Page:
Jared started to put the van in drive and said he would leave, to which I replied that then we were really have a ticket to pay. So, instead he put us back in park and began to recline his driver’s seat, prepared to wait all day until the officers got bored and left us alone.

 Keep in mind that our 3 kids are still in the back of the car. Ella, age 7, and Maiya, age 4, are quite aware of everything that is happening. Ella was starting to get pretty worked up and upset, after seeing her father practically yell at a cop.

 A new officer then came up to the passenger window and started talking to me about paying the bribe. We told him it was too much, and he insisted $400 pesos wasn’t enough. He said it cost so much because there was a camera at the light we ran through.

I basically told him, “Great! Then you can go watch the video and see that we went through on a yellow light, not a red light!”

“Oh no, I can’t do that. The office is closed and I won’t be able to watch it until Monday.”

 “Well, there will be no problem—because on Monday you will see that we went through on yellow.”

 No budging.

It was no use.

 Exasperation set in. I was ticked, Jared was ticked, the girls were terrified, and the five officers were all staring us down in the hopes that we’d pay for their day’s meals.

 I turned to Jared, “Give him the $1,000 pesos and let’s get out of this frickin’ town” (excuse my PG swearing…it’s what comes out when I get seriously mad).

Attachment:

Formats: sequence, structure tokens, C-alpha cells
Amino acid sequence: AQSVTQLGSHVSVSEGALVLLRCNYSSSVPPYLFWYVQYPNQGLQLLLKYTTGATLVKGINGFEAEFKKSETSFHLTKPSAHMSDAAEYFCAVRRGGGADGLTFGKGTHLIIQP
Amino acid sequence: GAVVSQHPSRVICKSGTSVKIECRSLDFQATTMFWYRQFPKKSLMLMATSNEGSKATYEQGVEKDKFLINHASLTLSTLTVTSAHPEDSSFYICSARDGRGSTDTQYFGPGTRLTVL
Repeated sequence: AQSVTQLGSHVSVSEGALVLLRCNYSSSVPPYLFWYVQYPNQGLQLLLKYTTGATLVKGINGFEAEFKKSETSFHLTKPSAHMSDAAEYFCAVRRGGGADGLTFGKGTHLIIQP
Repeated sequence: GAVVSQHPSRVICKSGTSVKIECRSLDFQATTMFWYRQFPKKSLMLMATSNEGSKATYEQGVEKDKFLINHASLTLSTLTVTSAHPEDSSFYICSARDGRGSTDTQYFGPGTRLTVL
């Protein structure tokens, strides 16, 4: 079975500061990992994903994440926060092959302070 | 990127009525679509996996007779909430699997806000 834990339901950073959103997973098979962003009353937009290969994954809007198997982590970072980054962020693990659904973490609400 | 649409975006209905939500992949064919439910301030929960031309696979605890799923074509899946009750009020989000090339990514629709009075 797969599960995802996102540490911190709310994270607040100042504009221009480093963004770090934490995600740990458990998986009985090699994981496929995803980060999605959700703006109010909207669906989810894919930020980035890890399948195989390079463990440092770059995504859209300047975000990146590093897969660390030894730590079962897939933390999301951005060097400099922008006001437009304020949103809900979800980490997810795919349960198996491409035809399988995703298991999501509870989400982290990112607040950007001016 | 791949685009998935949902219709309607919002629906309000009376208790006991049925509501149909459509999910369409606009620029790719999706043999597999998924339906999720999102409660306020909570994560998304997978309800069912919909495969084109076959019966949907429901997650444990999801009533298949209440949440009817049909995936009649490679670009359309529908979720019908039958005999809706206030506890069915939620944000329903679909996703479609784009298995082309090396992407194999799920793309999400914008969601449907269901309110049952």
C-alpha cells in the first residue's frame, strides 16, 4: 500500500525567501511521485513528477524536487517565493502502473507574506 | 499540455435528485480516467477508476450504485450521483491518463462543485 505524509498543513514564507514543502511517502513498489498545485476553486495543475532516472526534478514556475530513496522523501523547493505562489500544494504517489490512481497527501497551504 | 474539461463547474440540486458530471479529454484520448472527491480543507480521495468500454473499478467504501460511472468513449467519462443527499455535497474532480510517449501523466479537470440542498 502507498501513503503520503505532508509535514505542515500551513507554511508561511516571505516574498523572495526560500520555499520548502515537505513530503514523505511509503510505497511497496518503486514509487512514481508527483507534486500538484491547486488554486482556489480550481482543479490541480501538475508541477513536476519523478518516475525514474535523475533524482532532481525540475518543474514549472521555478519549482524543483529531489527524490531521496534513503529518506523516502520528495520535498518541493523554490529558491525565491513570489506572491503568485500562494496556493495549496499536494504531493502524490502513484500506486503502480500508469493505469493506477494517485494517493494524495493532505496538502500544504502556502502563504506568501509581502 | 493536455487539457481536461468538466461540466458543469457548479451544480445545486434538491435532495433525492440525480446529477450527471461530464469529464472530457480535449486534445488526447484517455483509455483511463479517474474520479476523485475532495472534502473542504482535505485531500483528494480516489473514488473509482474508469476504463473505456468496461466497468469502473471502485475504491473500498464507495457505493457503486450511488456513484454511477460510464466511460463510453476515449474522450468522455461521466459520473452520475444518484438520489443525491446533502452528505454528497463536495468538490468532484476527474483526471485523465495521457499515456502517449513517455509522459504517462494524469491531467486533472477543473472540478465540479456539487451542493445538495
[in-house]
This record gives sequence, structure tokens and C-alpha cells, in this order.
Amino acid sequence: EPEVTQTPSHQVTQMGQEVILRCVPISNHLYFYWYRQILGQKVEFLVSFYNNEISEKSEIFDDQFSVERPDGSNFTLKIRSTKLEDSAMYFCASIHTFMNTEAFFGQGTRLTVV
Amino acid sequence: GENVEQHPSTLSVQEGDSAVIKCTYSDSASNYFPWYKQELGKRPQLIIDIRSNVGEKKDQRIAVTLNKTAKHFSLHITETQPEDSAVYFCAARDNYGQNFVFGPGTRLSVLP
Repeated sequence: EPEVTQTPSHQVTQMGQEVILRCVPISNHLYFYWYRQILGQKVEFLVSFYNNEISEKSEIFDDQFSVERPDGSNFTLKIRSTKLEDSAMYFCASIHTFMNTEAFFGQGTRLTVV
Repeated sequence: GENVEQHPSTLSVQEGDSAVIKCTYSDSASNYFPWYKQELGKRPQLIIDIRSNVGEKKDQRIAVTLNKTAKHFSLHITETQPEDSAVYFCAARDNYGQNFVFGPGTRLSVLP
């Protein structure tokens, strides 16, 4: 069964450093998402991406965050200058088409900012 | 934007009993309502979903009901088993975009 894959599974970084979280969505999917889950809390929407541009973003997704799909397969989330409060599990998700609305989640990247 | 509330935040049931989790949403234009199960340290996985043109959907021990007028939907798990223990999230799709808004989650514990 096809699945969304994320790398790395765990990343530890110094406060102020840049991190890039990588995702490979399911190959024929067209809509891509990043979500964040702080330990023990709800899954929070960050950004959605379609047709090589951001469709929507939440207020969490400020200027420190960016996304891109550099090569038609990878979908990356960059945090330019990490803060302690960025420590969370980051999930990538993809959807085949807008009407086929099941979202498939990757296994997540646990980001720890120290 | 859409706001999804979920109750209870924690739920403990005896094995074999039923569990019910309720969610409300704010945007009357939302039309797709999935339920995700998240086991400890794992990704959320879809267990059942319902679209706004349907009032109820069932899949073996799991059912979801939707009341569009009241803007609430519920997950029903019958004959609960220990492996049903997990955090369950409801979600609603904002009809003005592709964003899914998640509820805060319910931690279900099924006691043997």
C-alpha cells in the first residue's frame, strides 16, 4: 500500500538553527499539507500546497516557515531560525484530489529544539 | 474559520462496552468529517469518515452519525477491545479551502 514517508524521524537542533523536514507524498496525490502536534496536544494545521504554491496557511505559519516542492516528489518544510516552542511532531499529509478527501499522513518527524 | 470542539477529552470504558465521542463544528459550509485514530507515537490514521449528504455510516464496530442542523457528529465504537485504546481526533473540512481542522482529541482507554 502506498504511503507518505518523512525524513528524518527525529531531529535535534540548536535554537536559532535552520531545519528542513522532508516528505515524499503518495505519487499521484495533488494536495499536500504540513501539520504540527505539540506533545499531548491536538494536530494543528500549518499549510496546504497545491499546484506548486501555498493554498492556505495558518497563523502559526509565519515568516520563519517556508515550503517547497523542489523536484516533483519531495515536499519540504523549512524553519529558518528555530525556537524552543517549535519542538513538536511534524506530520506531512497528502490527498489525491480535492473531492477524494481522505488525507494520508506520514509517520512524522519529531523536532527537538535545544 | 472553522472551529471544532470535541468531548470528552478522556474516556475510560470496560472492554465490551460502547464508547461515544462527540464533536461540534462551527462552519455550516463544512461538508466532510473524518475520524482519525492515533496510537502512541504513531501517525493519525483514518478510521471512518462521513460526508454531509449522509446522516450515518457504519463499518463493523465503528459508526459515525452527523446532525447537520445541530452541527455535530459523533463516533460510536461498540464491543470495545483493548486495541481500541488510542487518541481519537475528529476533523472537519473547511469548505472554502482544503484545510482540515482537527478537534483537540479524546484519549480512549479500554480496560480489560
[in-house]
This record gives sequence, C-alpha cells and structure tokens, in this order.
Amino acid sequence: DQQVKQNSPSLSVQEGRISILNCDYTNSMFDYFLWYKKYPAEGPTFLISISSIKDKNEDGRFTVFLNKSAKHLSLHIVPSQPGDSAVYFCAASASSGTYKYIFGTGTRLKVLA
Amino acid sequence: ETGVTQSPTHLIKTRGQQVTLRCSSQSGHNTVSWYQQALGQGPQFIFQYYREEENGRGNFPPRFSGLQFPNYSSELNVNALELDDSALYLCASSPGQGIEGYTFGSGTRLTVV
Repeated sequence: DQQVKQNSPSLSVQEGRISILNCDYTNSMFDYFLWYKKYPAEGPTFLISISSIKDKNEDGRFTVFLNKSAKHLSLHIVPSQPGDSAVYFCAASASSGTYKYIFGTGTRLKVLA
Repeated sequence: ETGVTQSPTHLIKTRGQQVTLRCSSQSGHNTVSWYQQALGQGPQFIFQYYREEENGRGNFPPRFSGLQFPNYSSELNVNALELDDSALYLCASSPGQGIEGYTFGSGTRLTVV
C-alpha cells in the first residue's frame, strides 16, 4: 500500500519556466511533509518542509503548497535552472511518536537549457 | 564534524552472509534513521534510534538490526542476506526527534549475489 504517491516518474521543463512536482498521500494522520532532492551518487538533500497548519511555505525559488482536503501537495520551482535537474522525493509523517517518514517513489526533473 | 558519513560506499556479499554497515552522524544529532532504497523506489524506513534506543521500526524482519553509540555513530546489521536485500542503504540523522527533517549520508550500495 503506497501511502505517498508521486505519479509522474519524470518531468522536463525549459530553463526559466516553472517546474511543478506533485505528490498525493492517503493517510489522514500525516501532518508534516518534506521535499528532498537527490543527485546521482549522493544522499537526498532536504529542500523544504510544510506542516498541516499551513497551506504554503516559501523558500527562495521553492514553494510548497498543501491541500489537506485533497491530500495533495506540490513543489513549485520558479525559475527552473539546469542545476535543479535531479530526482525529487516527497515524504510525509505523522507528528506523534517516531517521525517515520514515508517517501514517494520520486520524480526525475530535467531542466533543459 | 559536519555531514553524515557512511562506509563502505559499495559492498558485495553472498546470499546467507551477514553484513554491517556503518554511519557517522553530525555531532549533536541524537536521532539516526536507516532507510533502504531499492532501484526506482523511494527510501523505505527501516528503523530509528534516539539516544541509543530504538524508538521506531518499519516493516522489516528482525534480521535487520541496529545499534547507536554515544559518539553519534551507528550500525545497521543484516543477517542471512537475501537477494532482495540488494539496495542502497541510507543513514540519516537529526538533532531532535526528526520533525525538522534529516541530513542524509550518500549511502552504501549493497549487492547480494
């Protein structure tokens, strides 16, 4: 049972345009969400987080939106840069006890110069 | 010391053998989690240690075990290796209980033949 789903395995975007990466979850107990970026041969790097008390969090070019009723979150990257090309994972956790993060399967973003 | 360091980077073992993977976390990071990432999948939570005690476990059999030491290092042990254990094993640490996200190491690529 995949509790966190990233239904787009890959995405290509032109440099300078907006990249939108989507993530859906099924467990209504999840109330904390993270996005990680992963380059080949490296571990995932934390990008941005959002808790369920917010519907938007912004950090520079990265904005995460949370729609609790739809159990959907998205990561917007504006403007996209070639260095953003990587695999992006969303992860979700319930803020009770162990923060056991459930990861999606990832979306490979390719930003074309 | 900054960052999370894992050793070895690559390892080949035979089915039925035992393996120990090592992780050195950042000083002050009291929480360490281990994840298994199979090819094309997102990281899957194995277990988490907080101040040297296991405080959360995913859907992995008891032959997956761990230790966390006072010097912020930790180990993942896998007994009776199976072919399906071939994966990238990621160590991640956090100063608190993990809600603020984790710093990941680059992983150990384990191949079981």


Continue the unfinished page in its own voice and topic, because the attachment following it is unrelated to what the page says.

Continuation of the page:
He looked at me and realized I was SO done with the situation, and he was too. He grabbed the $1,000 pesos, and I gave it to the cop at my window, angrily telling him under my breath in Spanish that our family wouldn’t have money for a hotel that night because of him (of course we would—but I just wanted to make him feel guilty). I was so mad that I didn’t even look at him again as we drove away. Jared instead stared him down as we drove off, as if to tell him, “You dirty, corrupt cop!”

There were a billion things I would have liked to angrily tell him, but it just seemed that it was better to get the heck out of there, and hope that we could make it the last few miles out of town without again getting caught by the deep pockets of this corrupt police force.

 Acapulco—I don’t like you.

 I think your city is dirty, overcrowded, full of pawn shops (which is where I’m guessing my wedding ring I accidentally left on the hotel room sink went, which of course they couldn’t find when I called later that day), and I think you are highly overrated as a vacation destination.

Most importantly—I think you have the most corrupt police force in the country.

 Do I think you will like this city?  Well—perhaps if you stick to the resorts and beaches and their super-cool city park. But I certainly would not recommend driving through this city. And if you do, be on the look out and do not give cops any reason to pull you over (i.e. going through a yellow light or perhaps not yielding enough, etc). And if they DO pull you over, what I would do is quickly empty all the cash from my wallet with the exception of perhaps $200-$300 pesos. Refuse to give them your license, and show them that you only have that limited amount of cash in your wallet. Let’s hope that works…because I wouldn’t recommend a showdown like we had.

It still boils my blood.